BC Hwy 16: Prince Rupert | North Pacific Cannery | Ksan Heritage Village | Fort St. James

We reconnected with Highway 16 on the mainland, leaving the Haida behind to meet their neighbours and trading partners the Tsimshian, Gitxsan and Carrier peoples and to explore the beginnings of modern BC. The city of Prince Rupert was a huge surprise. From the activity of fishing boats in the harbour and the towering derricks of the container port (seen from the ferry), I had the idea this was purely a working town. I thought the only interesting tourist feature would be Cow Bay, where herds of day tripping Alaska cruise passengers crowd the cafes and shops on port day. But driving around, we found streets of attractive houses and downtown, the knockout art deco city hall decorated in unique aboriginal motifs.

Near the harbour, the Museum of Northern BC is constructed in the style of the traditional longhouse. It displays treasures of the Tsimshian along with exhibits that explain Prince Rupert’s connection with the Titanic and how the city came into being as the terminus for a railway that would eventually become the Canadian National.

Another aspect of coastal history is preserved just down the highway in Port Edward at the North Pacific Cannery National Historic Site. Established in 1889, it operated for almost a century and is the oldest remaining fish cannery on the West Coast of North America. I was intrigued by the social history of the annual cannery lifestyle, where Chinese, Japanese and First Nations workers each played very separate roles under Euro-Canadian management.

On the drive east, more roadside signs declared environmental and political opinions and reminded us of the tragic events associated with the “highway of tears.” We moved into Gitxsan territory and the Ksan Village at the Hazeltons. Here a guide escorted us through Eagle, Wolf, Fireweed and Frog longhouses (named for the Gitxsan clans) where the tang of wood smoke touched the air as sound and light shows revealed the structure and lifestyle of the people.

The other highlight of the Hazeltons is the Visitor Centre, where kitschy figures represent different aspects of the local economy and JF serves twice-fried ambrosia from his chip truck.

Travelling on through history, Highway 16 often parallels ancient transportation routes that took on huge significance during the fur trade era. A short side-trip brought us to the Fort St. James National Historic Site. Founded in 1806 by Simon Fraser for the Northwest Company, it was the second permanent post west of the Rockies. It played an important role in Fraser’s preparations for the 1808 expedition to explore the river he hoped was the Columbia, but that now bears his name.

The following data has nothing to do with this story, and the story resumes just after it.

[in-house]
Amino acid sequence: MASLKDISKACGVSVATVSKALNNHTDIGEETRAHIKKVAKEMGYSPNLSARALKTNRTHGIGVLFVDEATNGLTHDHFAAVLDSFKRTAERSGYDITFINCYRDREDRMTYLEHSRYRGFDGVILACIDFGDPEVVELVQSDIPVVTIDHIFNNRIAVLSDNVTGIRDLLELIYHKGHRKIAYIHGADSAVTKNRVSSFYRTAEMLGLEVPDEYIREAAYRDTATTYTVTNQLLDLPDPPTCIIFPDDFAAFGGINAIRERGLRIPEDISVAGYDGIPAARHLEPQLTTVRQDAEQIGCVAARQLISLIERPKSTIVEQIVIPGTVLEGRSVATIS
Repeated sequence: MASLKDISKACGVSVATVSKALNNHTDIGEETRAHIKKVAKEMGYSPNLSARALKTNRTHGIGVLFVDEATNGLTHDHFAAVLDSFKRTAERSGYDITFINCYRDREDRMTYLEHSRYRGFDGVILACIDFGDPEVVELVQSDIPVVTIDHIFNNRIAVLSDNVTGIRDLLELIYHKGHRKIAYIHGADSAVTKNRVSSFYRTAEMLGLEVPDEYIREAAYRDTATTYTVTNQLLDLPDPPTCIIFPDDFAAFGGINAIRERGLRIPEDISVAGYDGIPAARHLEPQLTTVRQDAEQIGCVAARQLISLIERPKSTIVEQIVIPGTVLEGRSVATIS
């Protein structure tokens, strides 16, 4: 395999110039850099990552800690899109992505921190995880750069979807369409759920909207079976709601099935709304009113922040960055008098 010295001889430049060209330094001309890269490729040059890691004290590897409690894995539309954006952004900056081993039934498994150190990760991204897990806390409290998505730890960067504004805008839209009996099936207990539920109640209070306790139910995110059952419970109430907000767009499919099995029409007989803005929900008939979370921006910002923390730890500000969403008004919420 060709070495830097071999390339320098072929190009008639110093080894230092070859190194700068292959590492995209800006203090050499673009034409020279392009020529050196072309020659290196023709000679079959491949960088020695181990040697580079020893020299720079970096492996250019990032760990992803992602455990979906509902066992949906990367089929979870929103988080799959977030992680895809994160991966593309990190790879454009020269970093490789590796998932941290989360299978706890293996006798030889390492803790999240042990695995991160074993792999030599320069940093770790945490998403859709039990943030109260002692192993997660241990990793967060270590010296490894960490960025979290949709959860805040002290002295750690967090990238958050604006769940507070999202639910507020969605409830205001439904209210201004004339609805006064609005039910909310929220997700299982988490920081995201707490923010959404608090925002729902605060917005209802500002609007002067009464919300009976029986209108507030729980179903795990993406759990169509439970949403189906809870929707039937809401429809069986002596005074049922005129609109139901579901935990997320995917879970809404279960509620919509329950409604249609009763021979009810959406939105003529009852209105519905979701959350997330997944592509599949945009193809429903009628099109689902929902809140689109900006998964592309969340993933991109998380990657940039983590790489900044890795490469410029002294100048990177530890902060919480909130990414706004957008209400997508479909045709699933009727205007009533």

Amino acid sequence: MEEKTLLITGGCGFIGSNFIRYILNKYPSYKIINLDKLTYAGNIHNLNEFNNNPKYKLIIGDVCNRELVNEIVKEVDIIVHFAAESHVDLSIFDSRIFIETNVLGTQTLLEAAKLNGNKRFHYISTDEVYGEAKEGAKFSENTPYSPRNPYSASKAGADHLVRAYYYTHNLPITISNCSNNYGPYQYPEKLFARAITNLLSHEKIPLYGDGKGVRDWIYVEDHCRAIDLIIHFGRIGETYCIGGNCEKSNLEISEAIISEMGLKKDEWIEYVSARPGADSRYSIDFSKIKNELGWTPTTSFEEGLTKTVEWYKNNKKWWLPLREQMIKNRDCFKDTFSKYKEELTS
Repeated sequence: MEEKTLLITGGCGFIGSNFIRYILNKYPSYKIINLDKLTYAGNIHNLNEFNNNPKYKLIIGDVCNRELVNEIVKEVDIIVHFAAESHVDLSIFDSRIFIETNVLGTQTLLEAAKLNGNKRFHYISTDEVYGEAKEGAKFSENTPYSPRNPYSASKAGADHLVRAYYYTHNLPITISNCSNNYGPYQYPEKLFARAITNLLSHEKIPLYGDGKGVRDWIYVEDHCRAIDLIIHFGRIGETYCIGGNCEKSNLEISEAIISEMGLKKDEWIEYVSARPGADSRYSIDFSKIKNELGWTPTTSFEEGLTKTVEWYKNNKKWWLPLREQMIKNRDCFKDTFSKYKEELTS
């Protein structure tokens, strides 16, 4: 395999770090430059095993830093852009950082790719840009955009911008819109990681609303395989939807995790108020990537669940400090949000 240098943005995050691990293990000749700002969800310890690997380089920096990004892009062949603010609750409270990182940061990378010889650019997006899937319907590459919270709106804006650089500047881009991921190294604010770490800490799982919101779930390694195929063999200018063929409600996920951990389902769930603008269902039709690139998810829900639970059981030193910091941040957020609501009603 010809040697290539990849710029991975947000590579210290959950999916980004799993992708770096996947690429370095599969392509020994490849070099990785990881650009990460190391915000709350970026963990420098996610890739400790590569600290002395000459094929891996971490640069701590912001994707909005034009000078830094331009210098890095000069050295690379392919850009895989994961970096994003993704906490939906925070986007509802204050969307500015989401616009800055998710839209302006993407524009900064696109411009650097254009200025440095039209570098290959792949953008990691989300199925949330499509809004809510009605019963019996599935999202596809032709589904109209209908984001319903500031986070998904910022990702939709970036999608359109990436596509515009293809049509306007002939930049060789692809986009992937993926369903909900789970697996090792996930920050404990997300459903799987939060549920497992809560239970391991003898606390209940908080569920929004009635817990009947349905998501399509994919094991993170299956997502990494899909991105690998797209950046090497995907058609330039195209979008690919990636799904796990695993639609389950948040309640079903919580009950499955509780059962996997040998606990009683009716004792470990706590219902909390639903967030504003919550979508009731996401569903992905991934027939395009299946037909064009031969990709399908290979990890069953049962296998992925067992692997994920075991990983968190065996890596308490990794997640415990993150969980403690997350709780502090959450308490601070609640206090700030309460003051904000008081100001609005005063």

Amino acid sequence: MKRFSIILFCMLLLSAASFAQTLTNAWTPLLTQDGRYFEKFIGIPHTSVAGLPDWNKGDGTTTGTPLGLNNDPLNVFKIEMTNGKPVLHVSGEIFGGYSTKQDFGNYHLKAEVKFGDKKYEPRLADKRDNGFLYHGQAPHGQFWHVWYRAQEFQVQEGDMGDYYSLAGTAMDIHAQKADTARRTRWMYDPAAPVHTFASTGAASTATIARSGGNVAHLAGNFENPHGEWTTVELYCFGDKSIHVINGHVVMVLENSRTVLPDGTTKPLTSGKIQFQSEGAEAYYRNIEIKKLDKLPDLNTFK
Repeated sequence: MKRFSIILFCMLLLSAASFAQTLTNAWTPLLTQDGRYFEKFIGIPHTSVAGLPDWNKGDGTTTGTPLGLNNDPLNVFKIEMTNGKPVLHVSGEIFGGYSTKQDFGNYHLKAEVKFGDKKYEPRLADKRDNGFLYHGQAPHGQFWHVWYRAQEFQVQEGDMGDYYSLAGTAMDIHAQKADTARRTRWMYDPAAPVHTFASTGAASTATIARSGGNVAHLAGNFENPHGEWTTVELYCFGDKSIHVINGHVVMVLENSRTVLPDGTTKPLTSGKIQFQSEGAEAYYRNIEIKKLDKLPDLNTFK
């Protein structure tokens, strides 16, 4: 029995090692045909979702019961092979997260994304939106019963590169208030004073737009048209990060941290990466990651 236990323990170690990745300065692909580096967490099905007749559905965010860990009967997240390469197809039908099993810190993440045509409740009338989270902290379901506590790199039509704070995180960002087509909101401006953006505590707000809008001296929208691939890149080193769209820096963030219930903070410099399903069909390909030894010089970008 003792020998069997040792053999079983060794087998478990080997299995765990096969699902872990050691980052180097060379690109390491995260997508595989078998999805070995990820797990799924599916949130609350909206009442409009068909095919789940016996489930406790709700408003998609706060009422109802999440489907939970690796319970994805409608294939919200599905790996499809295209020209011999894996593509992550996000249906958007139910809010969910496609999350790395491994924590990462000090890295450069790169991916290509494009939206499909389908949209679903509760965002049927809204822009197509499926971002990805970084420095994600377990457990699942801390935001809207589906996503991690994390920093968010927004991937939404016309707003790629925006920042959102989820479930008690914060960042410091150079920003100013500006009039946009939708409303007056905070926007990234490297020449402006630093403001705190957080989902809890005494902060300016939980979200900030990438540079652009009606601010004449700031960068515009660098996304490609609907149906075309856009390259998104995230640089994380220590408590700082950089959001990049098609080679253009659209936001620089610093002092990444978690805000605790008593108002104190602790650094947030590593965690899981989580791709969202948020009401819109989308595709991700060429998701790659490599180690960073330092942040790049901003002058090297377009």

The Northwest and Hudson Bay companies merged in 1821 and from then until it ceased operations in 1952, Fort St. James was a pivotal Hudson Bay fur trading post. The site is restored to represent the year 1896 with interpreters setting the scene. I got so involved in conversation with Violet Prince, who greeted me in her native Carrier language at the Men’s House, and her daughter in law Lindsay Sam in the Trade Store, that I missed the chicken races – but I did get a fresh-baked ginger snap in the Officers’ House. And I learned something that several university courses on the fur trade had failed to impress on me. For at least half of the post’s long history, dried salmon supplied by the Carrier was the staple diet. Without them, the fur traders would quite simply have starved.

I also heard a couple of versions of how the legendary Chief Kw’eh spared the life of James Douglas, the man would otherwise not have become first governor of the newly formed colony of British Columbia in 1858.

My big disappointment at Fort St. James was learning too late that we could have stayed overnight in the Officer’s House B&B. Next time for sure.

First published in Okanagan Life magazine, March 2013. Download PDF.